Arkansas basketball Coach Nolan Richardson thought he knew what it meant to be tough. In the late 1950s, he was the first black to play a sport at Bowie High School in Texas. In the late 1960s, he was that school's first black coach. In 1980, he was the first of his race to coach the Tulsa University baskeball team.

But long after breaking those barriers and achieving considerable professional success, Richardson learned what toughness really meant.

His teacher was his teen-age daughter, Yvonne, who embodied the word before she died of leukemia earlier this year.

Richardson says he believes that strength comes from adversity, but the past year has been one of torment sometimes too great to bear.

"If somebody would've asked me five years ago, 'Would you be at Arkansas?,' I would've said, 'No,' " said Richardson, whose Razorbacks play 6-2 Maryland tonight at Cole Field House.

"I think more than me coming to Arkansas, maybe my little girl had a lot to do with it. She thought it was time that I moved on."

After the 1986-87 season in which Richardson's attention was split between his family and his coaching, he's been able to focus on basketball this season, and it has paid dividends for the Razorbacks, who have won seven straight games after a 1-1 start.

The Razorbacks are led by 6-foot-11 senior center Andrew Lang, who has blocked 33 shots in nine games, and 6-6 sophomore swingman Ron Huery, who leads the team in scoring with an 11.9 points-per-game average.

Although Arkansas has shot just less than 50 percent from the floor and just 65 percent from the line, the Razorbacks have limited their last six opponents to less than 40 percent field goal shooting.

"They depend on their pressure to create their offense," said Maryland Coach Bob Wade. "They score a lot of points off their defensive pressure."

"I watched them play against Alabama {an 80-55 Razorbacks win last Wednesday}," said University of Texas-El Paso Coach Don Haskins, Richardson's college coach. "It looked like his teams at Tulsa. He's been practicing every day. They look different."

"If I had to do it all over again," Richardson said of last season, "I wouldn't have coached basketball. If they wanted the job, they could have had it . . . I kept trying to do both {coach and be with his family}, and I didn't do either worth a crap."

Richardson's coaching career reads like a book of firsts. After playing at UTEP (and being versatile enough to be invited to the training camps of both the American Basketball Association's Dallas Chaparrals and American Football League's San Diego Chargers), he was the first black head coach at Bowie High in 1967. There, he went 190-80 in 10 seasons. He then moved to Western Texas Junior College and went 101-13, winning the national junior college championship his final season with a 37-0 team.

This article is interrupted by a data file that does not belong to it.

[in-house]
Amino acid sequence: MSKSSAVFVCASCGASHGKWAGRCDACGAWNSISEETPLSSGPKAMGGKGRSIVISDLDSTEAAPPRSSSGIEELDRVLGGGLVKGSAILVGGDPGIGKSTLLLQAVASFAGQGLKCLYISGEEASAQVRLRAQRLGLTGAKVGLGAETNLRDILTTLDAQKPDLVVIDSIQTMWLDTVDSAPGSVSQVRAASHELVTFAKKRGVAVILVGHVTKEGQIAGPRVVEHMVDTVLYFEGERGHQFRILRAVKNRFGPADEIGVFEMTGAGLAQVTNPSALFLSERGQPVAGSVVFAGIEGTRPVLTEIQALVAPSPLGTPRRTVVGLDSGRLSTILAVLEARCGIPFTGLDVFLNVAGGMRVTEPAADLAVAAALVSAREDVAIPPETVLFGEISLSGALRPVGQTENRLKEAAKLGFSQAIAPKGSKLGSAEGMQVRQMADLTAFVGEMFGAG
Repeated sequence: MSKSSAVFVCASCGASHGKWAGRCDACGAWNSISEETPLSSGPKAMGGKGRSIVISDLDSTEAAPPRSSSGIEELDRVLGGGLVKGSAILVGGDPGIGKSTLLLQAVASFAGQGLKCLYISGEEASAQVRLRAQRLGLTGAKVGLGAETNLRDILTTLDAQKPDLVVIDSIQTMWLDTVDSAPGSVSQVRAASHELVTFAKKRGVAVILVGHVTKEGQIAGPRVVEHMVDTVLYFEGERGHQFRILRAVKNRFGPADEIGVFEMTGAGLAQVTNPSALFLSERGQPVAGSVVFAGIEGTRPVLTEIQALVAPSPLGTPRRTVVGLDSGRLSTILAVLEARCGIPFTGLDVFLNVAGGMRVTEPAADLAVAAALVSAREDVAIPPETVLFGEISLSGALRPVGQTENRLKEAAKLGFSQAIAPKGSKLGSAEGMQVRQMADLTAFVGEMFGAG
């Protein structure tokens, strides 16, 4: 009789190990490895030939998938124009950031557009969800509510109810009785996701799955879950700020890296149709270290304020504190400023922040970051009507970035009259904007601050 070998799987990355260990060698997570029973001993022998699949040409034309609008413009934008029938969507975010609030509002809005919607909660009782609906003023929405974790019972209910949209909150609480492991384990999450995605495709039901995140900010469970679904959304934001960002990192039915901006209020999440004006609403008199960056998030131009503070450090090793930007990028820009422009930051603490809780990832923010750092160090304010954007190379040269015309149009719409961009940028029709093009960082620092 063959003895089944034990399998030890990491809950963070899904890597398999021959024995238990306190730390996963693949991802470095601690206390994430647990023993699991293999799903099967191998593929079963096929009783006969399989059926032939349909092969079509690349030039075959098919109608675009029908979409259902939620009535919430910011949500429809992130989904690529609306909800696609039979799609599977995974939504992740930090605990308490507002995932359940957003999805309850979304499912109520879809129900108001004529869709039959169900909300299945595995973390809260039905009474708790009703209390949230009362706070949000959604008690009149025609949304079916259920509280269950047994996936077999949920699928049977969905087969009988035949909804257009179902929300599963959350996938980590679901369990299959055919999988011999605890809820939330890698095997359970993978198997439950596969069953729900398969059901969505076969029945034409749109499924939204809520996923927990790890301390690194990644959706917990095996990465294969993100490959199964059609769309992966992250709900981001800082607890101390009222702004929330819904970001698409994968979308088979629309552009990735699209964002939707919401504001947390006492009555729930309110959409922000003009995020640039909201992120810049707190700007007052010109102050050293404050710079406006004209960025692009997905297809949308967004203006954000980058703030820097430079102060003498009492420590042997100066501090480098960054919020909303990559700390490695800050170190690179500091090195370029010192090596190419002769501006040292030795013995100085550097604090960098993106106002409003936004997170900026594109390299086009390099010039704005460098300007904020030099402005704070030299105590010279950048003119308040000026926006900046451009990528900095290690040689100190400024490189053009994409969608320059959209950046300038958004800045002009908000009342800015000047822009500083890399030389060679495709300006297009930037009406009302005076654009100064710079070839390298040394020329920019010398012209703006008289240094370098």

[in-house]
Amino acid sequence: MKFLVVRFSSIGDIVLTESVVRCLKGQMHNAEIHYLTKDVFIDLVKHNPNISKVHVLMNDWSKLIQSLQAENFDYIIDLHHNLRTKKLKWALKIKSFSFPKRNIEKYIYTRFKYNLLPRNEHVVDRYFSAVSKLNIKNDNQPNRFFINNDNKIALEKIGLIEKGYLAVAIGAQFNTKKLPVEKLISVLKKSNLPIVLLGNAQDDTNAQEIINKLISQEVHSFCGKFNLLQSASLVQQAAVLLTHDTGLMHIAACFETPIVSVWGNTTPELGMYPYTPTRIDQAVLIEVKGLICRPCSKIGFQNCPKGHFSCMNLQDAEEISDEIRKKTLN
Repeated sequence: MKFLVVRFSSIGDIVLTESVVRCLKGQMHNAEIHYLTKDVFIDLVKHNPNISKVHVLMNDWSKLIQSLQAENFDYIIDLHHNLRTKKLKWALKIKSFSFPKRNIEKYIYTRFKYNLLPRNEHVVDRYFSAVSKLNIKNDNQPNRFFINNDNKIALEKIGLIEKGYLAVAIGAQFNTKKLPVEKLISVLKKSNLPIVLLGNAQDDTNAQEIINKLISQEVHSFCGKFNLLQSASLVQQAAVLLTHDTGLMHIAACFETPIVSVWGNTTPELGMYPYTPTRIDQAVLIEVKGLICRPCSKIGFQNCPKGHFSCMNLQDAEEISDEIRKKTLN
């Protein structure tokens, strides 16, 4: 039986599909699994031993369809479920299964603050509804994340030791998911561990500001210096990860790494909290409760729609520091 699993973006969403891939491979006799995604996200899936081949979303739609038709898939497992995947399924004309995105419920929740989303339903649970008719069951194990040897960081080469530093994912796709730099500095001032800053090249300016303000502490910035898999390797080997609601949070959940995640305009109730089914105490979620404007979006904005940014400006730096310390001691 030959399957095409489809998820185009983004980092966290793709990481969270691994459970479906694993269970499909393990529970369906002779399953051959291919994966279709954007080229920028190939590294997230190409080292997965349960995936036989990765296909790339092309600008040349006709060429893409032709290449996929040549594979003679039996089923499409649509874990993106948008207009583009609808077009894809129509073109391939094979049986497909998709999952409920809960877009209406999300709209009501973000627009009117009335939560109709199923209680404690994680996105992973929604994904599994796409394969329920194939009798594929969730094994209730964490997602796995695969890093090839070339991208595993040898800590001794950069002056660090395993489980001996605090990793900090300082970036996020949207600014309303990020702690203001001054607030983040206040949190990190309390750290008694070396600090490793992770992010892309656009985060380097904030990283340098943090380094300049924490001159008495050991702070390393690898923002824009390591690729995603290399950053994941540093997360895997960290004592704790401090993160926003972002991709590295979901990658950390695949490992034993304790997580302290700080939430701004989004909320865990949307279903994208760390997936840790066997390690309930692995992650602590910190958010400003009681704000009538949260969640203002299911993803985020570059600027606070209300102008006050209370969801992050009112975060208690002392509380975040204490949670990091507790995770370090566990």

In 1980 he took over at Tulsa. Richardson's teams there made appearances in three NCAA tournaments and two NITs, winning the latter in 1981. With the Golden Hurricane, Richardson produced such players as Paul Pressey (now with the Milwaukee Bucks) and Steve Harris (a Golden State Warrior).

Richardson said there were some people who caused him problems because of his race, but said they were few.

"I look at myself in terms of a coach that happens to be black," he said. "Pioneer? It's destiny, I think. I don't know about pioneer. When everybody starts, there's something there, and maybe under my star, this was just something I had to do."

But shortly after taking the Arkansas job in April 1985, his joy was immediately tempered when it was discovered that his 13-year-old daughter was seriously ill. He didn't want to take the job, but she upbraided him.

"My little girl was pretty intelligent," Richardson told The New York Times earlier this month, "and when I told her I was considering not taking the job, she said, 'Dad, you've been here {at Tulsa} five years, right? When you came here all they wanted you to do was beat Oral Roberts, right? Now they want you to win the NCAA championship. You need to go to a big university where you have your own gym and get the best players.' "

The first season was rough, with the Razorbacks stumbling to a 12-16 record, the team's fewest number of wins since 1974. Replacing Eddie Sutton was difficult enough, but two of Richardson's top players had drug problems.

And Richardson's daughter got worse. He commuted between Minneapolis (where she was hospitalized), Tulsa and Fayetteville.

"It was hard for him to be here, worrying about the progress of this team, while on the other hand, seeing his daughter get worse," said senior guard Alli Freeman. "It took a big man to try and deal with it."

Yvonne Richardson died in Tulsa Jan. 22. She was 15. Arkansas was scheduled to play SMU on the day of her burial, but the game was pushed back a day for Richardson. He was on the bench the next night, and for the rest of the season, as the Razorbacks went 19-14.

The pain of personal loss always lingers, but Richardson is gradually working his way through. And his players, most of whom are his recruits, have tried to make this season mean a little more.

In other local action, 18th-ranked Georgetown ends its hiatus with a 7:30 game against Florida International at Sunblazer Arena in Miami. The Hoyas (7-1) have won four straight. Senior forward Perry McDonald leads the team at 12.6 points per game.

George Mason travels to West Virginia to face the Mountaineers, George Washington plays host to Indiana (Pa.) at Smith Center, and UDC is on the road against Gannon (Pa.).